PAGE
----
Last week a friend brought up the news story of NFL player Rashard Mendenhall retiring at the age of 26. While that may sound absurd to many people, he makes a good case in that article. The world of a National Football League player is non-stop. With social media, everyone is watching all the time, and spreading every smallest detail to potentially millions of people... instantly. Then there's the racism that he cites. Then there is the increased awareness of permanent injuries - both to the body and the brain. Any of those would probably be enough to get me out of the game, but combined... well, as I said he makes a good case for retiring.
However, this is a financial website and talk of retiring always comes down to money. He says that he's made a bunch of money. I'm hoping he's managed to keep it. It's no secret that American professional athletes have problems managing at that money. There's a reason why there's a a Wikipedia page detailing all the stories and sources. I'm not really that surprised, as people with little financial experience are given a lot of money at a young age. They occasionally get targeted by scammers billing themselves as experts, which can exacerbate the problem.
In any case, it got me thinking about a solution. I've long been a proponent that anyone coming into a lot of money (let's say 3 million or more for sake of argument) should get an annuity. An annuity "is any continuing payment with a fixed total annual amount." The idea is that you put a bunch of money in to guarantee you a stream of income for a set length of time (or the rest of your life). This solves multiple problems:
- It eliminates the possibility of spending it in deprecating assets (think fancy cars).
- It keeps that kid in the third-grade who lent you half a sandwich from knocking on your door to ask for a few hundred thousand dollars.
- It buys you a level of financial security. You can sleep well at night knowing that you've got money coming in for the rest of your life. In short, you buy financial freedom.
I think at least two types of people should get these. One is athletes like Mendenhall who are likely to earn their large salaries over a very short span of time. The other is lottery winners. Interestingly, 98% of lottery winners avoid the annuity option for a lump sum. The advisor in that article, Don McNay, makes a great point, "Don't take the $100 million, take the $5 million a year. If you run through that the first year, you have 19 more chances to figure it out." (Though in that case, you wouldn't get the option to take the $100 million, you'd surrender some 35-50% to take it as a lump sum.)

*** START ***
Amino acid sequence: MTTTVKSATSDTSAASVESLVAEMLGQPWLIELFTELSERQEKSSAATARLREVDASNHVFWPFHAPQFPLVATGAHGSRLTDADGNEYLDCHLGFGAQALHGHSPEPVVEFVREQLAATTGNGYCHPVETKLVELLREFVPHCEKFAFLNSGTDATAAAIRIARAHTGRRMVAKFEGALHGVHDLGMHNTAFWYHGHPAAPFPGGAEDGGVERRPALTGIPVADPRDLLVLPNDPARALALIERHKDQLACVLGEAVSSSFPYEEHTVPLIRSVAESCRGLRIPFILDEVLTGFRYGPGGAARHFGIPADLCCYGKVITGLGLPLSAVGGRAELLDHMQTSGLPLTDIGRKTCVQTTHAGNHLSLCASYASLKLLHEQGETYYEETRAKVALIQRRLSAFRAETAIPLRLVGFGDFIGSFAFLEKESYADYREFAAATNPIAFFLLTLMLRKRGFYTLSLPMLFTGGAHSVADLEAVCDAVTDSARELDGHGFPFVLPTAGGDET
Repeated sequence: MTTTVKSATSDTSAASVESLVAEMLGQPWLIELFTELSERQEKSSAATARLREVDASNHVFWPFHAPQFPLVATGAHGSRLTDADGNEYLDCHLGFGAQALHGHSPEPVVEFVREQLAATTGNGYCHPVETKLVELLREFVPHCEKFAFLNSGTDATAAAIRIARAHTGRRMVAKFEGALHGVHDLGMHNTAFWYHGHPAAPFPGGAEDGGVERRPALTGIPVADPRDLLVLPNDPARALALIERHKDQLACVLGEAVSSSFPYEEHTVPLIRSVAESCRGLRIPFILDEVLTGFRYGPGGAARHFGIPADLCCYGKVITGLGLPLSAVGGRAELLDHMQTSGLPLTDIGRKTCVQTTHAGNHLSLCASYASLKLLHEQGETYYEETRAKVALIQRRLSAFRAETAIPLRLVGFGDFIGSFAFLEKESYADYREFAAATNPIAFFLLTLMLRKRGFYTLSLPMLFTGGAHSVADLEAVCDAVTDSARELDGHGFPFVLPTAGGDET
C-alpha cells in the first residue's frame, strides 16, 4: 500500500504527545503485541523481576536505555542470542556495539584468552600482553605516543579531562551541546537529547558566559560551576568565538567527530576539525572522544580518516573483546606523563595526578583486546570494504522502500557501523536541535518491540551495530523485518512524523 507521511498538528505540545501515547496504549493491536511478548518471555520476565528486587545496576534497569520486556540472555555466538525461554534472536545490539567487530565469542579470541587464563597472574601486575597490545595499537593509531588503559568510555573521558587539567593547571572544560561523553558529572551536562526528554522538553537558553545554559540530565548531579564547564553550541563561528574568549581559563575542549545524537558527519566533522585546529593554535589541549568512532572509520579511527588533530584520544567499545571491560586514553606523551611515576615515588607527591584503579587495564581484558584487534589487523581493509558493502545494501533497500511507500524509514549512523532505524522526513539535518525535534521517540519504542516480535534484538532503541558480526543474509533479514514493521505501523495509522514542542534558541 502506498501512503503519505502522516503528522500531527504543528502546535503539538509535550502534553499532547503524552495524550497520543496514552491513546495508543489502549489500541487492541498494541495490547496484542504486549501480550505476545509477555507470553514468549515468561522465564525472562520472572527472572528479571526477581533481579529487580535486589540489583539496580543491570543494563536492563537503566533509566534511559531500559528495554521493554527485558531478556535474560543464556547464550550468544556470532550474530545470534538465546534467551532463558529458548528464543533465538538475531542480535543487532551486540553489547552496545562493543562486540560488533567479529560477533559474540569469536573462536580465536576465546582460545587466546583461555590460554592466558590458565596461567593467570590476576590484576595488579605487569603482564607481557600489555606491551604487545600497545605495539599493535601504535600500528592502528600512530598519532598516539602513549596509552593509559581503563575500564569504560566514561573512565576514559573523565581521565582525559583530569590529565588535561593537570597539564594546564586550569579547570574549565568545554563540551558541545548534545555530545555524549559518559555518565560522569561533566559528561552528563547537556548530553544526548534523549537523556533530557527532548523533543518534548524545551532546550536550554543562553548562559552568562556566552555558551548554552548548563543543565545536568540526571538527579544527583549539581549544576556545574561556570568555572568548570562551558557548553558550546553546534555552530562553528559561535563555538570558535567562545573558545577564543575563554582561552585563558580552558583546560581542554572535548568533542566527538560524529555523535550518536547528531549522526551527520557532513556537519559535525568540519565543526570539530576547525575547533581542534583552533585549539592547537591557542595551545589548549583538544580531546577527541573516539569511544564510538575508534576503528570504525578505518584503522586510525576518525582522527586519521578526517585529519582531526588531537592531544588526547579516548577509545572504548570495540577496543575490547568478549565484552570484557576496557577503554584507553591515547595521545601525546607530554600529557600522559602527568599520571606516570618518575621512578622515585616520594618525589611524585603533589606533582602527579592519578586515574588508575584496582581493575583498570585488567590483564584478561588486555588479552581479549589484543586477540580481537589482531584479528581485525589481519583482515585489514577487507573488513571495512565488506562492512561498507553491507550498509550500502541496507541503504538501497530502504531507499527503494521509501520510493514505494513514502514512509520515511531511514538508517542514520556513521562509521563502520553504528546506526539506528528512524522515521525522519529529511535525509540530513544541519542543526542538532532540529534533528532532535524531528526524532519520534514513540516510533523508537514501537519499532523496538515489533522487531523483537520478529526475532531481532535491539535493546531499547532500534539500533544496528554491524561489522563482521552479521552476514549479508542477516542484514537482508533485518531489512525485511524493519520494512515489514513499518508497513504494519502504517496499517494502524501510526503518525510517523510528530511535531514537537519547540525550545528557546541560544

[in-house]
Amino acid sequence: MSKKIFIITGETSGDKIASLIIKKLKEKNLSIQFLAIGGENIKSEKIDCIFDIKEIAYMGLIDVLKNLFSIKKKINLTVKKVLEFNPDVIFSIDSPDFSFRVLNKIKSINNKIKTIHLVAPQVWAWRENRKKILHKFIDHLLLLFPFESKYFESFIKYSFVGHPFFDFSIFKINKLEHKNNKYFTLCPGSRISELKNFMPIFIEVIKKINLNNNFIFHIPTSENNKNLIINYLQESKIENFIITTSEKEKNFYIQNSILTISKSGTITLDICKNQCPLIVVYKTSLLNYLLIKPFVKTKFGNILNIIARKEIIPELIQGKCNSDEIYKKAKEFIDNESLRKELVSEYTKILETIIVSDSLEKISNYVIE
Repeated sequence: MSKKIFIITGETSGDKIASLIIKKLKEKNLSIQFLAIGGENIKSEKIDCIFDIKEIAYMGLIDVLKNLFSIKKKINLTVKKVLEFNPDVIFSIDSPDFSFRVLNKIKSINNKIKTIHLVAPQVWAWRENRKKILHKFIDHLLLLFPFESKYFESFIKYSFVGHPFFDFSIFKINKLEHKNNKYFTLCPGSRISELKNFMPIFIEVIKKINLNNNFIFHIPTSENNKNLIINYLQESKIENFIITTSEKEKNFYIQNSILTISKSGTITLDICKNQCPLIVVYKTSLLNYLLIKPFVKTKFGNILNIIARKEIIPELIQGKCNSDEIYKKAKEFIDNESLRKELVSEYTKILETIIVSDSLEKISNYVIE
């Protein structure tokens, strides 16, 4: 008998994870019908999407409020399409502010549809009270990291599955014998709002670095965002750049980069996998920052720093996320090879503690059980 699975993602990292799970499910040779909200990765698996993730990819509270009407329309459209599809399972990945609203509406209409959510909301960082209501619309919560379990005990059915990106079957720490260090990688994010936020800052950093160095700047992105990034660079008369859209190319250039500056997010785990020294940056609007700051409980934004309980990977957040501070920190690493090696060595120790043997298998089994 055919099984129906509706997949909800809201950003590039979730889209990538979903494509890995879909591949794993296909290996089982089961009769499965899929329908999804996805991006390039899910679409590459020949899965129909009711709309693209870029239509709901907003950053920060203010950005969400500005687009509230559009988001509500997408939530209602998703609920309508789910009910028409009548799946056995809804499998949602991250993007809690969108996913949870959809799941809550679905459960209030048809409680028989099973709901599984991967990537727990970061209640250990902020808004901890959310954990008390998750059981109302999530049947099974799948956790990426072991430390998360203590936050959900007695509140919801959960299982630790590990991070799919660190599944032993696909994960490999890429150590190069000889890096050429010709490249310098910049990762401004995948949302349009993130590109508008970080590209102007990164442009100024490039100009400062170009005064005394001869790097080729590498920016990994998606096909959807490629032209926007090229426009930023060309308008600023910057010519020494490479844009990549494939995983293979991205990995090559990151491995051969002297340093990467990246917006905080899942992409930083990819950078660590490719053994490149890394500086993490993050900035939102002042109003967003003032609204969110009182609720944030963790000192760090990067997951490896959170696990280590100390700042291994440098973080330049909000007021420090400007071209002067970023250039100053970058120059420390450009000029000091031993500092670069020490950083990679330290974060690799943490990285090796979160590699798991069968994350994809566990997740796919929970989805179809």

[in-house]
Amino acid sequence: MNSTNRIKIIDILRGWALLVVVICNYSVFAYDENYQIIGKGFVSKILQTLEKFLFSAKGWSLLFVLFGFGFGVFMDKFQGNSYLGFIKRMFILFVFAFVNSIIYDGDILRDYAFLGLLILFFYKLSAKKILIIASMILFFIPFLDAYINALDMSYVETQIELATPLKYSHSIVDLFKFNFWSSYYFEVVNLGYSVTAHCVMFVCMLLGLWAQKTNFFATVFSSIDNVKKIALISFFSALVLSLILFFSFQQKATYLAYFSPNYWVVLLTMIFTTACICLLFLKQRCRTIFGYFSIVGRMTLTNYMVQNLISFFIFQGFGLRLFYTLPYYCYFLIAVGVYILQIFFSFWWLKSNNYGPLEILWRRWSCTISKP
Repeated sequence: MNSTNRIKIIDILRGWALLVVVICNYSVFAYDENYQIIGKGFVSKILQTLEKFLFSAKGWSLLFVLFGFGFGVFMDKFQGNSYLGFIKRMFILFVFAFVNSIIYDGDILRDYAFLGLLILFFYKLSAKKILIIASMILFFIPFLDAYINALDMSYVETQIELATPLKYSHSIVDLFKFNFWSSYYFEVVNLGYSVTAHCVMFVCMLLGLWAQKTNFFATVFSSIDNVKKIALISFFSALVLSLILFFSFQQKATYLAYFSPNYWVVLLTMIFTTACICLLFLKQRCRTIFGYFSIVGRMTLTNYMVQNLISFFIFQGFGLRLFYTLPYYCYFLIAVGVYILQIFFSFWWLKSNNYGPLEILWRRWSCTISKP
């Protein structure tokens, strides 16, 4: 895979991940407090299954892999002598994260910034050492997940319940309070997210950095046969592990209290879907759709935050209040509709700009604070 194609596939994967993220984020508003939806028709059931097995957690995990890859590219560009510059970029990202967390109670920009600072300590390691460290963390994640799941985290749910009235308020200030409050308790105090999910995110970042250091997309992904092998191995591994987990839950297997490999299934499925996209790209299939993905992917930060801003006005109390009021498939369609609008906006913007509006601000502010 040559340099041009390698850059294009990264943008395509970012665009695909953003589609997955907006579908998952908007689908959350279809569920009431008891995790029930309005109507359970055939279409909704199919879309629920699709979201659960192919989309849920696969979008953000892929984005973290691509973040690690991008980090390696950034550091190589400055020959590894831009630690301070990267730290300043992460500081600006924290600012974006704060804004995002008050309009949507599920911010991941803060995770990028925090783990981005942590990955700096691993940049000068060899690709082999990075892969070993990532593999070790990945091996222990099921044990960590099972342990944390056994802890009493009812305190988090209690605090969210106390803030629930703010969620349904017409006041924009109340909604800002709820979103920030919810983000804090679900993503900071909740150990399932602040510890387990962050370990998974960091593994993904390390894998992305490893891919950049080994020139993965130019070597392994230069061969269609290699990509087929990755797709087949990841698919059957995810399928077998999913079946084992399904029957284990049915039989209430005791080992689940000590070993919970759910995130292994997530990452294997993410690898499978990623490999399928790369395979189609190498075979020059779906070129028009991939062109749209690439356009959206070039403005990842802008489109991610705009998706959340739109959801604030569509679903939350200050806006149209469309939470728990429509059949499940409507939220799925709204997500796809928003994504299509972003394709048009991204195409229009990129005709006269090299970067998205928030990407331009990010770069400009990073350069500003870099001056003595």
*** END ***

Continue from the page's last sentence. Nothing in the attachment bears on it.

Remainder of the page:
All this build-up finally gets me to the point of the article: Why are annuities so confusing? First there are so many different types, equity indexed, variable annuities, fixed annuities. If you are trying to find the costs, good luck. Here are a few of the articles on the hidden costs from reputable sources: CNN Money and Wall Street Journal.
That Wall Street Journal article particularly paints a horrific picture: "With the couple listening on speakerphone, Mr. Cutter got a rundown of all the fees the couple was paying: 1.4% for administrative expenses, 1.1% for a rider to lock in the 5% annual return, 1.2% for a mortality expense fee, wrap fees, and an adviser fee, which together totaled 5.8%... The couple was shocked that the cost of their annuity was higher than its annual return."
That's what I mean when I ask why annuities are so confusing. Imagine putting your money in bank that promised you 5%, but charged you 5.8% in fees. You wouldn't do it. However, with all these fees and no clear disclosure like an expense ratio for mutual funds and ETFs, it's hard to know what return you are getting for your investment. At least the former CNN Money article has a checklist of fees and what is typical, so you can compare them.
It it isn't like variable annuities make things clearer. As well-known expert Walter Upgrave says in this article: "My antennae automatically go up whenever someone tells me an adviser has recommended moving his money into variable annuities. So I'm glad to see you're not just blithely following this suggestion."
Over the 8 years that I've been blogging about personal finance, I think I've established myself as a big nerd. I've been reading personal finance magazines since I was 13, maybe even a little before. Yet, I have no interest in learning about annuities because it doesn't seem like there's any standardization as in the mutual fund industry. There aren't hidden fees that I have to obsessively comb through.
I want to give annuities a fair shake, because I think they can and should be a good retirement tool. I just have difficulty in doing it. Maybe the answer is in these low-cost direct sold options from companies that I (mostly) trust such as Fidelity, Vanguard, Schwab, T. Rowe Price, and TIAA-CREF.
Reader, let me know in the comments if I'm being overly harsh here. Have you looked in annuities? Did you find them easy to understand without hidden fees?
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